New Castle News

December 13, 2012

Tent City fire forces homeless migration

Debbie Wachter
New Castle News

NEW CASTLE — About 10 homeless men have scattered from Tent City after their campsite went up in flames.

Angela Hagberg of Patches Place, a local mental health agency that reaches out to the homeless, said the fire occurred Friday afternoon or evening at the fenced-in encampment behind Cascade Galleria.

She said the men who had lived in Tent City told her a man had dumped kerosene over all their donated belongings — tents, mattresses, pillows, blankets, clothing, food and other items — and set fire to them.

Recent publicity about the outdoor homeless refuge had prompted generous contributions of goods and supplies from the community, Hagberg said.

“We started getting all of these really great donations,” she said, including truckloads of wood the men would use for campfires to keep warm.

Among the donations was a kerosene heater.

“A guy went back there and poured the kerosene from the heater onto everything the men owned,” Hagberg said. “The guys there think they know who did it, but they don’t know why.”

She said the suspected arsonist is someone who did not live in the encampment, and she does not know his identity. She said the New Castle police were contacted Friday night to investigate.

“There is a suspect,” Police Chief Bobby Salem said, but no charges have been filed. He said the investigation is ongoing.

On Saturday, Patches Place representatives took a tent that sleeps eight to 10 people to Tent City replace some of those that had burned. It also donated a couple of mattresses and blankets it had in reserve.

Meanwhile, Hagberg arranged for a couple of the men to stay elsewhere.

“Some of them are afraid to stay there now,” she said, “and they are afraid to take their newly donated belongings there because they fear it will happen again.”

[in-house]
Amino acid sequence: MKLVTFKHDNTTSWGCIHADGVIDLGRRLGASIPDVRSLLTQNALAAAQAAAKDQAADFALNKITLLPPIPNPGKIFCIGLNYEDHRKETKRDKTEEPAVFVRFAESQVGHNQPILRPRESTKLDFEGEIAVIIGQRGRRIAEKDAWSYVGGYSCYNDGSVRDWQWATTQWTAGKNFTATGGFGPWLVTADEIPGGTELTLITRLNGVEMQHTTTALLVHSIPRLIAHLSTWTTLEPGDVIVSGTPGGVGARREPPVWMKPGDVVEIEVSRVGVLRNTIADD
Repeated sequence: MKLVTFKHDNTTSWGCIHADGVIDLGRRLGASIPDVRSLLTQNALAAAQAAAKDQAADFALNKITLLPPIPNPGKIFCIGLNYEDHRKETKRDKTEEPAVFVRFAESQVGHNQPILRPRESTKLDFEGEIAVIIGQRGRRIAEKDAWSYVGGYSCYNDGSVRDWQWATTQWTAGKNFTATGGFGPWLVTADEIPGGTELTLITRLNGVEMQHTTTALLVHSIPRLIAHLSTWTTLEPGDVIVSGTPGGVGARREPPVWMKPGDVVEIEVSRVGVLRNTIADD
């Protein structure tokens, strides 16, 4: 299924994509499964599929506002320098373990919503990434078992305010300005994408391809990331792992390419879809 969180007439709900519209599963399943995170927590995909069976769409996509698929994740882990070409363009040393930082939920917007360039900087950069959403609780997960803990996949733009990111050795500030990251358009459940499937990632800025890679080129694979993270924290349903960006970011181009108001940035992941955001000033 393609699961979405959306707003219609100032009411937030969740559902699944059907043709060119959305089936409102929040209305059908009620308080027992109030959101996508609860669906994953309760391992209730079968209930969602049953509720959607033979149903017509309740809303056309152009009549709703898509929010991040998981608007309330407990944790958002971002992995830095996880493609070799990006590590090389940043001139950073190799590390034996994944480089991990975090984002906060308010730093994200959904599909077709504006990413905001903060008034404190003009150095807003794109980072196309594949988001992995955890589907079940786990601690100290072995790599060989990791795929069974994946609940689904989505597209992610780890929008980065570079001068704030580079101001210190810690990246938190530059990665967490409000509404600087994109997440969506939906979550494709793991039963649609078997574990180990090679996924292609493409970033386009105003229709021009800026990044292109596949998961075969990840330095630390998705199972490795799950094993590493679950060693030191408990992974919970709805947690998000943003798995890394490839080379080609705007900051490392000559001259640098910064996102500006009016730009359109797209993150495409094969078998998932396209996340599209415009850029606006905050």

The men staying in one area had a tent they had used to store all their donated items and food. That, too, is gone.

“There’s nothing left,” Hagberg said. “Everything is destroyed.”

Patches Place had managed to get some of the people out of Tent City in the weeks before the fire because cold weather was setting in, Hagberg said.

Those people are in Section 8 housing, the City Rescue Mission, an independent apartment and a Human Services Center-owned residence, she said.

But Hagberg noted about five homeless men are staying in different areas of the downtown since the fire.

“One guy stays by the church by Burger King but keeps getting arrested,” she said. “Other people stay in the streets around town.”

Kevin Green, City Rescue Mission director, declined comment Wednesday about any accommodations available at his 100-bed shelter for the displaced campers.

Patches Place is continuing its mission to help the homeless, providing tents, bedding, shelter, firewood, food and other items.

Hagberg said that Ron Howard, one of the displaced campers, expressed his appreciation to the community for the items the homeless inhabitants have received through contributions.

Donations are being accepted at the Highland Avenue agency by calling Hagberg at (724) 657-0226, extension 401, during the day.

Hagberg stressed Patches Place does not accept — and has never accepted — cigarettes or alcohol as contributions.

Acceptable donations include sanitary wipes, cots, tents, blankets, pillows, sheets, tarps, meals, meal kits, canned and packaged and ready-to-eat food, bottled water and other non-alcoholic beverages, firewood, men’s clothing in sizes large, extra-large or bigger, and shoes.

Hagberg also recommended people not try to visit Tent City on their own with donations, for safety reasons.